The new Tacoma police chief will unveil his plan to reduce crime at the city council’s study session at noon Tuesday, one week after a deadly shooting of a 14-year-old girl.
Avery Moore, who was appointed the city’s police chief in December, said the goal of the Tacoma Police Department Crime Reduction Plan is to engage the community in a way that wants to be policed and reduce the number of victims of violent crime.
“They don’t want to be policed with stopping everyone that moves, because that’s harassment,” Moore said on Inside Tacoma last month. “They don’t want to be dragnet when you take everyone in just because. They really want you to be there to help them and feel like you care.”
The plan has three phases. The first phase includes “hot-spot” policing, which already has softly rolled out to neighborhoods in Tacoma. The method deploys police officers to areas of high crime during peak times crimes are committed. Moore said crime is isolated to meta-locations and committed by a small portion of that population.
Officers will have high visibility. For 15 minutes every hour, the police officers will illuminate their cars. Officers will also engage with the public by asking how they can help them feel more safe that night. Hot-spot policing with high visibility has already seen success, Moore said during the Inside Tacoma segment. He said the city had a large reduction in property crime in May and June, with a decrease of 241 victims. There was also a decrease in violent crime, he said.
The police department will evaluate phase one throughout the remainder of 2022 and make adjustments if needed.
The second phase is place-based improvements. The police department will engage with local and state partnerships to focus on violent offenders. It will be deployed four to six months after phase one is implemented. With partnerships through agencies, like the Drug Enforcement Administration and FBI, the police department will determine where violent offenders are located and where they are planning their criminal activity.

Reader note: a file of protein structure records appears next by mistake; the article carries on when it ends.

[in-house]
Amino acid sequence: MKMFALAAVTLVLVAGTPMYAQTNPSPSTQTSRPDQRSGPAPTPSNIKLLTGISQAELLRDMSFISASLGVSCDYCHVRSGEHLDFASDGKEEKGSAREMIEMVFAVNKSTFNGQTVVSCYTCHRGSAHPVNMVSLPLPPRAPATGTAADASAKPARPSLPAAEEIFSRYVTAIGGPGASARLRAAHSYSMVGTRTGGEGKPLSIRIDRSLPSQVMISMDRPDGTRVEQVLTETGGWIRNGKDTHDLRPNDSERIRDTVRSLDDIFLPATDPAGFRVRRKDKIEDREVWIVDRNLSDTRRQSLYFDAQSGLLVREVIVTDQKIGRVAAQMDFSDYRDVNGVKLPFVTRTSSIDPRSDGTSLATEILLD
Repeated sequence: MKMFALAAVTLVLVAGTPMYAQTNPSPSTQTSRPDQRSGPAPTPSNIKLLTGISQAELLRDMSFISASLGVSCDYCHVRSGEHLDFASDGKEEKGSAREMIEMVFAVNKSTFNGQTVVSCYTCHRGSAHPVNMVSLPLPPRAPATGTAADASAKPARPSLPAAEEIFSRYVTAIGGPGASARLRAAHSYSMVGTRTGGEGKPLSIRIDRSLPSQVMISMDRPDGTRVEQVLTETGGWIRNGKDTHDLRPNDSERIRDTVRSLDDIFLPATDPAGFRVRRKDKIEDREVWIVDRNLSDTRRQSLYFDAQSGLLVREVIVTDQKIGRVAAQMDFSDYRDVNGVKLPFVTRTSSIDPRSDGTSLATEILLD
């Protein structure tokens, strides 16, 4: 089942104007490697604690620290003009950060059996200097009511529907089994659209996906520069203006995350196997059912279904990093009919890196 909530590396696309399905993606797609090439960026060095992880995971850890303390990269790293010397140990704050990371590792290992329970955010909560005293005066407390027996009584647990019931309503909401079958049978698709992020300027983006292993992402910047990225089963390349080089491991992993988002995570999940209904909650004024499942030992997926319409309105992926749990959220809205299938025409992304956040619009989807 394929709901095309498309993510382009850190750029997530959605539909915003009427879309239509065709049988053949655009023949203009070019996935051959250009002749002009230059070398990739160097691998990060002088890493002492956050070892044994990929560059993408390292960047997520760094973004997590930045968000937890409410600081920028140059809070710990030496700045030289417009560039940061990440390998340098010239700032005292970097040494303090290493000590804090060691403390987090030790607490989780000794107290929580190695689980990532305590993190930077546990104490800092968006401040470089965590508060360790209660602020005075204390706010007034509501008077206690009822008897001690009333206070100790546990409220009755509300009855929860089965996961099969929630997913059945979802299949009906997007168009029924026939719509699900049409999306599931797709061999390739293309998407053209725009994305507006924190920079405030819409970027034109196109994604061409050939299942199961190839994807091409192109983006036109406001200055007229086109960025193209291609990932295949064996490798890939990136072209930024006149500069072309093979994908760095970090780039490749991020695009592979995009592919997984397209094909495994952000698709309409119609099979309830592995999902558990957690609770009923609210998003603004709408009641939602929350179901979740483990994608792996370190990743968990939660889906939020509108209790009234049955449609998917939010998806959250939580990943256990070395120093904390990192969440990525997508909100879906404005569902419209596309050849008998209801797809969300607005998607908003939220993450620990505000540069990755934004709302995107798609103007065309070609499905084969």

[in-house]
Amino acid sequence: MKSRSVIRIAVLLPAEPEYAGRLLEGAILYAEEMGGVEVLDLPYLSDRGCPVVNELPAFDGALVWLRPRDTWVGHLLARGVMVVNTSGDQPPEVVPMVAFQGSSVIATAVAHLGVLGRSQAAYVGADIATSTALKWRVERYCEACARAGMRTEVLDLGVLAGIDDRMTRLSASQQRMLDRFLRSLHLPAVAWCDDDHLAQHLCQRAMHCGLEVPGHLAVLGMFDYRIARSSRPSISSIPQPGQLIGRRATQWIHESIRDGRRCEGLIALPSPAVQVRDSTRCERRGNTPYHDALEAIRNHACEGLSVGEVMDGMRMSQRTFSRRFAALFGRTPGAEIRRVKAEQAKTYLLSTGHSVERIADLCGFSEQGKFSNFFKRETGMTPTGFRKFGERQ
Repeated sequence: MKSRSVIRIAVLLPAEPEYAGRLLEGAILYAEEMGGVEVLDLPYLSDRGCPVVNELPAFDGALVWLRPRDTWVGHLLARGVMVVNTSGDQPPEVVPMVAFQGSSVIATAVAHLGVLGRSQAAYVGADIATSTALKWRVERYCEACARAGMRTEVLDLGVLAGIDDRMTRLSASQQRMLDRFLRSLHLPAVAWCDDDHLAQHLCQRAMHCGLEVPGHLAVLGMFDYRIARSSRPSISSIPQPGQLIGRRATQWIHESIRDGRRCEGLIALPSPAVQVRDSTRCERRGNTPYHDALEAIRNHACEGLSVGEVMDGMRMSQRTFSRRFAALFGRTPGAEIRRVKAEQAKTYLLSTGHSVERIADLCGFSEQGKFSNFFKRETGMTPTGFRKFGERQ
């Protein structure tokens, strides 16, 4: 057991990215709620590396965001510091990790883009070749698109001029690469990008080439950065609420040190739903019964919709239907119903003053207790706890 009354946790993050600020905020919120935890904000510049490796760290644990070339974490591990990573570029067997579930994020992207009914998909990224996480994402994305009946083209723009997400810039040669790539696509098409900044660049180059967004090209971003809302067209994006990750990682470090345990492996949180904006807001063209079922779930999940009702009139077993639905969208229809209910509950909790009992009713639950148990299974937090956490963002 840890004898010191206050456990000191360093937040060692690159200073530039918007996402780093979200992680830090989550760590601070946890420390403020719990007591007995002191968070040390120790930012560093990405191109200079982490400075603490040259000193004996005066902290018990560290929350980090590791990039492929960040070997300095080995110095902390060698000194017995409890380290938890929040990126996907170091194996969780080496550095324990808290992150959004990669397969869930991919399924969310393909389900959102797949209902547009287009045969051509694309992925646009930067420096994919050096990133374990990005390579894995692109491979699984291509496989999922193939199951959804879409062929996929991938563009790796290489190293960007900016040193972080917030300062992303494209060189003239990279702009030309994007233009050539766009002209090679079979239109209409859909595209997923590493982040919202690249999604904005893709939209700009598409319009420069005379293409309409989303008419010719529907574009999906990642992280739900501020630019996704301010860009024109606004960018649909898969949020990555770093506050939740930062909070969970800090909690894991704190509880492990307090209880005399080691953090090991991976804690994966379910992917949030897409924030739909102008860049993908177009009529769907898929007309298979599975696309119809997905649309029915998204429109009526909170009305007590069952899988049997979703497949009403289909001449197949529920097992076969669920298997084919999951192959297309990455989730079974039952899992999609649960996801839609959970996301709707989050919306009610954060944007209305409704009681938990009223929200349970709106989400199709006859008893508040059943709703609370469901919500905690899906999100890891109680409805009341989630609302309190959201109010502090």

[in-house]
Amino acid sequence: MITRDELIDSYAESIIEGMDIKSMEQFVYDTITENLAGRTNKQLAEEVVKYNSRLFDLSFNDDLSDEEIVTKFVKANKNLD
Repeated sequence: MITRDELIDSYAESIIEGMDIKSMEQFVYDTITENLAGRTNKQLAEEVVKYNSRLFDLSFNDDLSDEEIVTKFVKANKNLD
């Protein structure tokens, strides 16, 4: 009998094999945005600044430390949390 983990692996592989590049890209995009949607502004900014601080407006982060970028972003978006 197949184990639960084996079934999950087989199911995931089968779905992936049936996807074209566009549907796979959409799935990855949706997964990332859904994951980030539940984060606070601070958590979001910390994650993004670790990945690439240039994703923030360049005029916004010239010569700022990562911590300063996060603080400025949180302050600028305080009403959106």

The third phase is focused deterrence, in which the police will be going into the community to create partnerships. One of Moore’s goals is to start a first offender program for youth.
“I don’t believe a person that is young and doesn’t have the mental capacity of what they are doing and what that will lead to should actually destroy their life,” he said. “There’s opportunities based on the severity of crime that we can give them to point them in another direction to provide them with another resource.”
The police will also work on blight and disorder abatement by adding more lighting and fencing to make residents and business owners feel more safe.
Moore said other police departments have found success with these phases, but it is rare to combine these efforts simultaneously.
Crime is a community issue and Moore said he wants to include the community in the city’s policing.
“Crime is absolutely everybody’s business. Everybody’s,” he said. “And if we’re really going to make Tacoma safe, my goal is that it is the safest city in the country. I’m realistic and honest. I can’t do it by myself.”
The crime reduction plan does not need city council’s approval unless there are budgetary asks.
Moore received help from criminologists from the University of Texas to study Tacoma’s crime data and develop the plan.
This story was originally published July 9, 2022 5:00 AM.